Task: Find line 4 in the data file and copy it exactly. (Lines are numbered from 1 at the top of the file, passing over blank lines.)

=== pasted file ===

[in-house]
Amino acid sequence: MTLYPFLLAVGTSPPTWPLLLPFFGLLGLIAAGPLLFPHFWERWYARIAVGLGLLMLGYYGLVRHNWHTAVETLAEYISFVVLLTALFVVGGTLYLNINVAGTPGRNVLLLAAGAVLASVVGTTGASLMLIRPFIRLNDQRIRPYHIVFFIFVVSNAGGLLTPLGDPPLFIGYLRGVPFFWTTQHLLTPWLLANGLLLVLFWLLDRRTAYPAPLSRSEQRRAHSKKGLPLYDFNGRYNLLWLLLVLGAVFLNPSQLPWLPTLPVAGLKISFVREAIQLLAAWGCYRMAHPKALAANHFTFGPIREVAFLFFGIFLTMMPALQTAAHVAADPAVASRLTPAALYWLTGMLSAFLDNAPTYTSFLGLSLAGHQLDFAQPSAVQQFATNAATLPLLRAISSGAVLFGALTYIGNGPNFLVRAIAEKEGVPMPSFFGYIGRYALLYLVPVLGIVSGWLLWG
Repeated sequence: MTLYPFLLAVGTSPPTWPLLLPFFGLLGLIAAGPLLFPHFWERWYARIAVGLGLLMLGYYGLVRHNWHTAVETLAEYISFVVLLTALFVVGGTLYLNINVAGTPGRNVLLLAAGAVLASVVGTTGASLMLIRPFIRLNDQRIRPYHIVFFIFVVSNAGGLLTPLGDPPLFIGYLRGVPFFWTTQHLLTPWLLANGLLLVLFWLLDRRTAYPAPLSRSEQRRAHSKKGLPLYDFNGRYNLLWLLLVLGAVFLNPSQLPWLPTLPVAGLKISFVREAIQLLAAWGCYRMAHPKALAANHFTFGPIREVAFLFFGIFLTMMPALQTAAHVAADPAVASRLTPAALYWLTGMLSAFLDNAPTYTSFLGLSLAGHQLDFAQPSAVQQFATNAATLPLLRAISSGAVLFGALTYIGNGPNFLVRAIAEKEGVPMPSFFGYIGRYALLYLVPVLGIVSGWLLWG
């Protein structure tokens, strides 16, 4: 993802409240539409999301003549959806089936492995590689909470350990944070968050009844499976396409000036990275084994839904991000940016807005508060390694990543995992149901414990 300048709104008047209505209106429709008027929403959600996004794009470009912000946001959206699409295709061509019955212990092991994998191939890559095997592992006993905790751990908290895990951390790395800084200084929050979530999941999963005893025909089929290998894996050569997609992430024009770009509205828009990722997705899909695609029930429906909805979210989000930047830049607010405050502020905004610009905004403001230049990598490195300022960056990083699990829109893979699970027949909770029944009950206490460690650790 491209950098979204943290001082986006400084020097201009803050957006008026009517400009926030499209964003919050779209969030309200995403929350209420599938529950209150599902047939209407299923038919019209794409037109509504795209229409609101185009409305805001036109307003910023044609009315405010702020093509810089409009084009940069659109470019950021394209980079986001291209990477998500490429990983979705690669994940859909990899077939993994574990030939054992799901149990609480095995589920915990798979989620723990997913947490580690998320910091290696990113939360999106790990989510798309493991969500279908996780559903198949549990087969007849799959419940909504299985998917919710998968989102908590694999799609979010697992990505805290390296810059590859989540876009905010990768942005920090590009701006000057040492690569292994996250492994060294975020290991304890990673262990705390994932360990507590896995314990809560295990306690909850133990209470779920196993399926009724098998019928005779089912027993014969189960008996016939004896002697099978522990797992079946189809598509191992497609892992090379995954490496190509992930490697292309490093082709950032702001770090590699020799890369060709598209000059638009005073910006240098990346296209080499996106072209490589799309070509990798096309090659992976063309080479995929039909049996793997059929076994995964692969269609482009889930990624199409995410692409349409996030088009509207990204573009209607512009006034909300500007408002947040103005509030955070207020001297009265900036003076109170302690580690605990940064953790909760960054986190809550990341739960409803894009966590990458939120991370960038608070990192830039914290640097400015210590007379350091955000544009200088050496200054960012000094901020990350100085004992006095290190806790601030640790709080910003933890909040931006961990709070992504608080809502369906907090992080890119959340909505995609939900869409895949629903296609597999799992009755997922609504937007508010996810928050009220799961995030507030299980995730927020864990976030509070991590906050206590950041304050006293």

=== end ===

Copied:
């Protein structure tokens, strides 16, 4: 993802409240539409999301003549959806089936492995590689909470350990944070968050009844499976396409000036990275084994839904991000940016807005508060390694990543995992149901414990 300048709104008047209505209106429709008027929403959600996004794009470009912000946001959206699409295709061509019955212990092991994998191939890559095997592992006993905790751990908290895990951390790395800084200084929050979530999941999963005893025909089929290998894996050569997609992430024009770009509205828009990722997705899909695609029930429906909805979210989000930047830049607010405050502020905004610009905004403001230049990598490195300022960056990083699990829109893979699970027949909770029944009950206490460690650790 491209950098979204943290001082986006400084020097201009803050957006008026009517400009926030499209964003919050779209969030309200995403929350209420599938529950209150599902047939209407299923038919019209794409037109509504795209229409609101185009409305805001036109307003910023044609009315405010702020093509810089409009084009940069659109470019950021394209980079986001291209990477998500490429990983979705690669994940859909990899077939993994574990030939054992799901149990609480095995589920915990798979989620723990997913947490580690998320910091290696990113939360999106790990989510798309493991969500279908996780559903198949549990087969007849799959419940909504299985998917919710998968989102908590694999799609979010697992990505805290390296810059590859989540876009905010990768942005920090590009701006000057040492690569292994996250492994060294975020290991304890990673262990705390994932360990507590896995314990809560295990306690909850133990209470779920196993399926009724098998019928005779089912027993014969189960008996016939004896002697099978522990797992079946189809598509191992497609892992090379995954490496190509992930490697292309490093082709950032702001770090590699020799890369060709598209000059638009005073910006240098990346296209080499996106072209490589799309070509990798096309090659992976063309080479995929039909049996793997059929076994995964692969269609482009889930990624199409995410692409349409996030088009509207990204573009209607512009006034909300500007408002947040103005509030955070207020001297009265900036003076109170302690580690605990940064953790909760960054986190809550990341739960409803894009966590990458939120991370960038608070990192830039914290640097400015210590007379350091955000544009200088050496200054960012000094901020990350100085004992006095290190806790601030640790709080910003933890909040931006961990709070992504608080809502369906907090992080890119959340909505995609939900869409895949629903296609597999799992009755997922609504937007508010996810928050009220799961995030507030299980995730927020864990976030509070991590906050206590950041304050006293």